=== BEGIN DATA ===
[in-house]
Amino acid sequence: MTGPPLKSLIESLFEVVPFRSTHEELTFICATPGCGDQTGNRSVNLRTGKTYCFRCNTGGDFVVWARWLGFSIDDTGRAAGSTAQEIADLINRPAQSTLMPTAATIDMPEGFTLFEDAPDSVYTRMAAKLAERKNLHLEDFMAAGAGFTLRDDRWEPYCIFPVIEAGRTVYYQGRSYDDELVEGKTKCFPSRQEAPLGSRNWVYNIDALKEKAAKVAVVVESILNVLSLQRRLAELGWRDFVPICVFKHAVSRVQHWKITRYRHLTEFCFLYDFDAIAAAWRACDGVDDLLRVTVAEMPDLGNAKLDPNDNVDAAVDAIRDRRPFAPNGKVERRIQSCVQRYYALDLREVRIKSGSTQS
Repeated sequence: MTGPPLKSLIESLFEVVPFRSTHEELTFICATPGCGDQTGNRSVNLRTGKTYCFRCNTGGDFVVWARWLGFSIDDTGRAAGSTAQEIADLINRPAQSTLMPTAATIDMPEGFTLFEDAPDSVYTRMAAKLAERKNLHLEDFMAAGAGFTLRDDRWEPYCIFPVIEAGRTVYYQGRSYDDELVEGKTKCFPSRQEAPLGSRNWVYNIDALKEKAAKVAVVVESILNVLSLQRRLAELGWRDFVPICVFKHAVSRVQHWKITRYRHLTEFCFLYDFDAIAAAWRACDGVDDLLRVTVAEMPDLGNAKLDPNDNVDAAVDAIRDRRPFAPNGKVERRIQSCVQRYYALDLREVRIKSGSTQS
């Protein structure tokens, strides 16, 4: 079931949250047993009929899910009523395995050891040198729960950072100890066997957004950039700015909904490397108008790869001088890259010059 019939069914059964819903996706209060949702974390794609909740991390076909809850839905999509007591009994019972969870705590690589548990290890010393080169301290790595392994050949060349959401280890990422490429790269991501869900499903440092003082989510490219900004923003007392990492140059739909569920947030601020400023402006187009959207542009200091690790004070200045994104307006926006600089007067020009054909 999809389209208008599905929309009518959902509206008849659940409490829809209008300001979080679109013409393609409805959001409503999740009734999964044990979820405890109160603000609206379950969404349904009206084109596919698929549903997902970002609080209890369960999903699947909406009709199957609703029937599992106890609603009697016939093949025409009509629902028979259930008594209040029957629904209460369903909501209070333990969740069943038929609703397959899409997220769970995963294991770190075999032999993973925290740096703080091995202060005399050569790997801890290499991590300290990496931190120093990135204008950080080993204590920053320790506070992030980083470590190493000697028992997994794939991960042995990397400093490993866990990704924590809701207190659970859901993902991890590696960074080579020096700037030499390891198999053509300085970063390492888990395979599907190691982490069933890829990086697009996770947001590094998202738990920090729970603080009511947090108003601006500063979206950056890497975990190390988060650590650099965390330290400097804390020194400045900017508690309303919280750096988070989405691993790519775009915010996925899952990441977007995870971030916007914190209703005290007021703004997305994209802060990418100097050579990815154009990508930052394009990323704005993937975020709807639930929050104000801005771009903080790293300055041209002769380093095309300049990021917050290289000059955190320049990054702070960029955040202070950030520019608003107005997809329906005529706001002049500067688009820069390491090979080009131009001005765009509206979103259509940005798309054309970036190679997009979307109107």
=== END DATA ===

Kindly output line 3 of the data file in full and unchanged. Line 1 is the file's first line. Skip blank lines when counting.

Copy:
Repeated sequence: MTGPPLKSLIESLFEVVPFRSTHEELTFICATPGCGDQTGNRSVNLRTGKTYCFRCNTGGDFVVWARWLGFSIDDTGRAAGSTAQEIADLINRPAQSTLMPTAATIDMPEGFTLFEDAPDSVYTRMAAKLAERKNLHLEDFMAAGAGFTLRDDRWEPYCIFPVIEAGRTVYYQGRSYDDELVEGKTKCFPSRQEAPLGSRNWVYNIDALKEKAAKVAVVVESILNVLSLQRRLAELGWRDFVPICVFKHAVSRVQHWKITRYRHLTEFCFLYDFDAIAAAWRACDGVDDLLRVTVAEMPDLGNAKLDPNDNVDAAVDAIRDRRPFAPNGKVERRIQSCVQRYYALDLREVRIKSGSTQS